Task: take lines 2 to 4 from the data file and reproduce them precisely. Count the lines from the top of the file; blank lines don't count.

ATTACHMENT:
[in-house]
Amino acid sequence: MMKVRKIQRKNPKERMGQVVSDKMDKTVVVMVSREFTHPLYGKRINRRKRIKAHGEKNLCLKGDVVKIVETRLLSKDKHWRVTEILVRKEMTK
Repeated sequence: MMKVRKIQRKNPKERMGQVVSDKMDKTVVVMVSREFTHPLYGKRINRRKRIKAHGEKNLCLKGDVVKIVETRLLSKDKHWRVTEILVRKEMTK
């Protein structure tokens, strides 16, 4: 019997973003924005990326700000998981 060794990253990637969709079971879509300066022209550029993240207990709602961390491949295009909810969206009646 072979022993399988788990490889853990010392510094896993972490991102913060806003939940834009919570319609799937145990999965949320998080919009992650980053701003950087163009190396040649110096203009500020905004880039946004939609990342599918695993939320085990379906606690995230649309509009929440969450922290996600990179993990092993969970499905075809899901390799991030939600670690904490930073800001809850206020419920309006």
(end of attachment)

Amino acid sequence: MMKVRKIQRKNPKERMGQVVSDKMDKTVVVMVSREFTHPLYGKRINRRKRIKAHGEKNLCLKGDVVKIVETRLLSKDKHWRVTEILVRKEMTK
Repeated sequence: MMKVRKIQRKNPKERMGQVVSDKMDKTVVVMVSREFTHPLYGKRINRRKRIKAHGEKNLCLKGDVVKIVETRLLSKDKHWRVTEILVRKEMTK
């Protein structure tokens, strides 16, 4: 019997973003924005990326700000998981 060794990253990637969709079971879509300066022209550029993240207990709602961390491949295009909810969206009646 072979022993399988788990490889853990010392510094896993972490991102913060806003939940834009919570319609799937145990999965949320998080919009992650980053701003950087163009190396040649110096203009500020905004880039946004939609990342599918695993939320085990379906606690995230649309509009929440969450922290996600990179993990092993969970499905075809899901390799991030939600670690904490930073800001809850206020419920309006």